Spot surveys suggest that poor living conditions in slums in Gujarat have had a heavy toll on the health of the slum dwellers. A study published in the journal “Indian Pediatrics”, April 2013, by Archana S Nimbalkar, Vivek K Shukla, Ajay G Pathak and Someshekhar M Nimbarlkar, titled “Newborn Care Practices and Health Seeking Behavior in Urban slums and villages of Anand, Gujarat” says, “The socioeconomic and education status of the slum dwellers versus rural participants were significantly lower (P<0.001). Antenatal care (79.9 vs 94.4%,P<0.001), hospital delivery (82.5 vs 93.8%, P=0.002), neonatal follow-up (27.9 vs 78.8%, P<0.001), health seeking (56.5 vs 91.3%, P<0.001), essential newborn care and exclusive breastfeeding (6.5vs 85.6%, P<0.001) were also lower in urban slums, as compared to villages. Care seeking was low in urban slums, Hindus and illiterate mothers. Health care and socioeconomic status of neonates in slums of smaller cities is poorer than in surrounding villages.”
The authors further say that the “study has revealed wide socioeconomic gap between slums and villages. The gap exists even for a small town with a population smaller than the national average for a city. There is lack properly functional and structured healthcare delivery system in urban slums vis-à-vis urban and rural areas.” They add, “Proximity of the slums to two multispecialty hospitals and smaller private hospitals did not improve utilization of services. Urban slum dwellers are ignorant about their health needs and also lack attitude for seeking healthcare. There is lack of basic sanitation (72 per cent), and water supply facility (44.8 per cent) in most slum residents. Healthcare acceptability of government infrastructure was low in both areas. Neonatal follow-up and care of infants requiring medical attention was provided by unqualified personnel or not taken in 72 per cent of slum areas.”
The National Sample Survey (NSS) report report, “Some Characteristics of Urban Slums”, brought out in 2010, basing on the survey conducted from July 2008 to June 2009, found that the condition of slums in Gujarat is not only dismal but is perhaps worst compared to nine other states surveyed — Andhra Pradesh, Delhi, Karnataka, Madhya Pradesh, Maharashtra, Orissa, Tamil Nadu, Uttar Pradesh and West Bengal. Identifying slums as notified and non-notified, the NSS reports “wide variation across states” in pucca houses in urban slums. Identifying just 14 per cent and 29 per cent pucca houses in notified non-notified slums respectively in Gujarat, the report says, “In some states like Uttar Pradesh, Andhra Pradesh, Delhi, West Bengal and Maharashtra, 72 per cent or more slums had the majority of their houses built with pucca materials.” As for Gujarat, along with Orissa and Madhya Pradesh, its “majority of the houses are of type semi-pucca or katcha.”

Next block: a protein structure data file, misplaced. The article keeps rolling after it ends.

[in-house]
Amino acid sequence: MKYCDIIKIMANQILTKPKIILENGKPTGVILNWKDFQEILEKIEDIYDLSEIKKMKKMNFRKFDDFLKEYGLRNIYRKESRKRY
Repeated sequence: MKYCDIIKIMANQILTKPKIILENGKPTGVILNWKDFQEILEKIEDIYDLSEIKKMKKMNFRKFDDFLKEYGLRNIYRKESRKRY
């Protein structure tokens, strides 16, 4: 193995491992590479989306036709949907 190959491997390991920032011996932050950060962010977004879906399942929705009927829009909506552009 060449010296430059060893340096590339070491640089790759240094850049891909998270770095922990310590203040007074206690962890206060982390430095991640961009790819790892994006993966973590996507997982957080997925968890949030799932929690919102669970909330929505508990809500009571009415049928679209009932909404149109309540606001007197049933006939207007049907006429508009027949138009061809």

As for urban slum facilities, just 19 per cent notified slums had pucca roads in Gujarat, which is worst than all other nine states surveyed. While the NSS notices a “marked improvement in the quality of the main road within the slum is seen since 2002”, it finds that “Orissa and Gujarat had the lowest proportions of notified slums with pucca main road within the slum.” Things were found to be no better with other facilities. As many as 59 per cent of notified and 53 per cent of non-notified slums suffered from water logging during monsoons, which is higher than all states except for Orissa. As for sanitation, the NSS report found that Gujarat’s 39 per cent notified slums and 48 per cent of non-notified slums did have latrines, as against the national average of 10 and 20 per cent respectively. This almost corroborates what the Census data suggest. 
Benjamin Stanwix’s study further throws light on Gujarat slums. Her survey suggested that “in the slums of Ahmedabad about 3,200 person-hours were spent each morning in just collecting water”, mainly by women. She adds, “This time could be productively spent elsewhere if households had access to their own reliable water source. Her survey suggests that “58 per cent of households spent more than 30 minutes per trip to fill water, and 27 per cent of the families had to travel more than one kilometre to obtain water. In addition, for those who used public taps installed by the municipality, water supply was available on average for only 2.5 hours per day.” As against this, “99 per cent of households who had their own water facility spent little time collecting water, while a large number who did not have their own tap spent substantial time on collecting water.”